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Getaways For Grownups
By Hope S. Philbrick
Twin City, Georgia is home to a picturesque, otherworldly setting and fun paddling challenge. Plus some sweet cottages. All inside a Georgia State Park.
One of my favorite things about my adopted home state of Georgia is that it’s packed with surprises; there’s rich ecological diversity, which can feel like a surprise is lurking around most every turn.
One of my standard observations—people who know me well may get tired of hearing this—is that in the U.S. Midwest (where I was born and raised) you can drive ten hours in any direction and still be looking at cornfields, but in the Southeast you can drive three hours in any direction and pass through several different environments. Three hours from Atlanta, I can be in the Blue Ridge Mountains or on the Atlantic Coast! Not that there’s anything wrong with corn, but to me peaks and waves are way more exciting reasons for a road trip.
There are also places so unexpected and different the best descriptor is “otherworldly.” George L. Smith State Park has one such spot: Mill Pond. As I stepped onto the boat dock before the planned kayak trip and got my first good look around, it seemed as though I’d stepped onto the Jurassic Park set. I would not have been at all surprised if a dinosaur had lumbered out from behind a tree—oh wait, there are alligators, so yeah, it’s possible.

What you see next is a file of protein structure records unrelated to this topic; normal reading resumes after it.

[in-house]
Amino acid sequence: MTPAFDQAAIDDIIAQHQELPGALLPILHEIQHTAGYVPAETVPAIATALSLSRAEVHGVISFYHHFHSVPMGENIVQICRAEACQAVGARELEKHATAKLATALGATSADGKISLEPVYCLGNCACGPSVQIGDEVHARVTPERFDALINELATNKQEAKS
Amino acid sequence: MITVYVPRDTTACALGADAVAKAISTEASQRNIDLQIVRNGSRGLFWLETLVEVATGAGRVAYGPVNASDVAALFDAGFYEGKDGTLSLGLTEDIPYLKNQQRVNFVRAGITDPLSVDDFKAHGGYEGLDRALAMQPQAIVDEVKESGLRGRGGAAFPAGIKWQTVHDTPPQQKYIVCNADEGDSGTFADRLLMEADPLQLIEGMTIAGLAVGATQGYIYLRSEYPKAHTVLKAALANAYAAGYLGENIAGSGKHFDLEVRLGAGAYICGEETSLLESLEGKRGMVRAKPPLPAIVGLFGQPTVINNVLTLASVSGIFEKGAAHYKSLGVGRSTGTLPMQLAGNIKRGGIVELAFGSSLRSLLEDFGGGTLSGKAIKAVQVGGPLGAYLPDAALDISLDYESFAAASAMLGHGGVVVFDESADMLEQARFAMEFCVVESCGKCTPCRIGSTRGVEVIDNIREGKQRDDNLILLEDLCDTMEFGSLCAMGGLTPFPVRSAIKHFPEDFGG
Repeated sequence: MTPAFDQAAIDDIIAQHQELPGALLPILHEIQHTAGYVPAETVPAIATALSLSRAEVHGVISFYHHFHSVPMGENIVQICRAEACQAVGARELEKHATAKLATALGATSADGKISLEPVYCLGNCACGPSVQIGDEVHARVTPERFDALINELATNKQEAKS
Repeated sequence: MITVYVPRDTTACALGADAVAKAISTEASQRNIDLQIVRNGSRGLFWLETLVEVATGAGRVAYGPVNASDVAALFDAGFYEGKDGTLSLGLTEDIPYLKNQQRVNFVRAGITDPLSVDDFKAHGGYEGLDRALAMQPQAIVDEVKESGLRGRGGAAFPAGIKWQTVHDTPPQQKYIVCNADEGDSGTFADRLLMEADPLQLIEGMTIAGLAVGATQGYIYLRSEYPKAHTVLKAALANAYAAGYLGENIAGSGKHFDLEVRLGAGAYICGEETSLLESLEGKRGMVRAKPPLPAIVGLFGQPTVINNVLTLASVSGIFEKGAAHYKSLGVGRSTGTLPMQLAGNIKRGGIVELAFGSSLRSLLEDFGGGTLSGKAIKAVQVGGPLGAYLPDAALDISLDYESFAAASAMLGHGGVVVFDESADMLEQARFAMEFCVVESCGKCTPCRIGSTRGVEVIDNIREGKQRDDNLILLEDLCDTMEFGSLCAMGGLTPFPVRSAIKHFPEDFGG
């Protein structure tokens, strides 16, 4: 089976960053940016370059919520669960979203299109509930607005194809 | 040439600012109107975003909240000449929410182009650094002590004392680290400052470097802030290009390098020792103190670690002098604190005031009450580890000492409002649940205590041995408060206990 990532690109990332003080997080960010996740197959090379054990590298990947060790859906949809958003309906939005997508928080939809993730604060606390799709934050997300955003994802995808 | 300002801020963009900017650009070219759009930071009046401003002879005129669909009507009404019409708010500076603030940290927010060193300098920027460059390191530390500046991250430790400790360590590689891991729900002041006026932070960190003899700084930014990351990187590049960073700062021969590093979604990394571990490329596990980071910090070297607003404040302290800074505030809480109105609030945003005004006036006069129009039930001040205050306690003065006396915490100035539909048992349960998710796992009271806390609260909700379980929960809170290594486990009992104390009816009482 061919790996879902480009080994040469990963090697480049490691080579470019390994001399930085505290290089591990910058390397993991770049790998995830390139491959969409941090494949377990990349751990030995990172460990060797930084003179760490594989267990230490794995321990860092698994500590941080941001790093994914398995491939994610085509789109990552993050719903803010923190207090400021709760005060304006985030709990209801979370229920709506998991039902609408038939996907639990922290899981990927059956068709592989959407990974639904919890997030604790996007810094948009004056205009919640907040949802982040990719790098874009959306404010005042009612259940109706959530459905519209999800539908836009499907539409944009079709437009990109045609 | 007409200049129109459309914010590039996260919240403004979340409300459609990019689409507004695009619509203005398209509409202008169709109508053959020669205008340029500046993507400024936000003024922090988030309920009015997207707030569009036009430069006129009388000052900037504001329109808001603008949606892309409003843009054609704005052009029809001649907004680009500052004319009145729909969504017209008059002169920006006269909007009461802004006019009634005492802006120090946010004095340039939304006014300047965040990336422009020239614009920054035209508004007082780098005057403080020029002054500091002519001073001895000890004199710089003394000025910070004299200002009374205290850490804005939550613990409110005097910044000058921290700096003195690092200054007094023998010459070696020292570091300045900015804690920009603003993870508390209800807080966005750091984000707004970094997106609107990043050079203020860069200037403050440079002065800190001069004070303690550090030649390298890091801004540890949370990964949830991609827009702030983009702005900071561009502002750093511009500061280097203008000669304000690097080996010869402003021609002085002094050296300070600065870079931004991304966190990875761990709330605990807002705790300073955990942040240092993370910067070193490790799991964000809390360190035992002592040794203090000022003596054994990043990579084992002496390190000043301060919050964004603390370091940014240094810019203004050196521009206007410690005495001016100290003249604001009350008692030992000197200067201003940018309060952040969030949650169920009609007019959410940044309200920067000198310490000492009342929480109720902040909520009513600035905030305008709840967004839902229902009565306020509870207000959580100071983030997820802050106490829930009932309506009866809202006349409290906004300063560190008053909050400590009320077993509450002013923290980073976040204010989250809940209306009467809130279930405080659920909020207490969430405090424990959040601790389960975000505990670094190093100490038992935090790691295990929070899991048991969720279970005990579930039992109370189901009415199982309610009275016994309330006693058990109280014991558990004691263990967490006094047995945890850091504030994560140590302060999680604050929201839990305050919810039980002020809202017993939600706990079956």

Wesley Hendley operates Mill Pond Kayak, offering guided paddles through ten miles of black water trails. He has one of the world’s best jobs, especially since his “office” is the Mill Pond which can accurately be described as “serene” and “tranquil.” He makes the trip easy for guests, providing the kayaks, paddles, floatation vests, instructions and leading the way. He also takes outstanding photos throughout the trip that he’ll share with you afterwards; though I’ve never dressed up for kayaking before, his photos are so great that next time I plan to gussy up. [After seeing the photos my husband said, “I want to go there!” We will make that happen!]
Kayaking Mill Pond is simultaneously easy and challenging. The water is smooth, there’s no current or tide to worry about, and almost no other boat traffic. If you’re somehow separated from the group (which is unlikely), it would be hard to actually get lost: “It’s a pond,” says Wesley. “So you can paddle to shore and then along the shoreline in any one direction and eventually will end up back at the dock.” The challenge is maneuvering between all the cypress trees. It feels sort of like pinball-ing around and you’re the ball. Some squeezes are tight; to fit you may need to lift the paddle over your head and swing it parallel with the kayak. As Wesley points out early on, you want to avoid hitting a tree because that may inadvertently anger a swarm of wasps or a wolf spider as big as your hand. I didn’t need to be told twice not to whack a tree with the paddle.
Even within the pond thick with cypress trees, there are niches with different lighting, different moods, different tree density. The pace of the trip is as relaxed as you want it to be, so you can take your time and be careful not to hit a tree as well as appreciate the surrounding natural wonders. To paddle Mill Pond is to glide on smooth black water under towering trees. Turtles line up on fallen branches. A white ibis nests overhead. As we get closer, she scolds and fusses from the nest she’s protecting. Shadows play on water, light juts between branches.
With each passing minute, the list of projects on my to-do list seems less overwhelming. If that’s not the goal of a getaway, what is?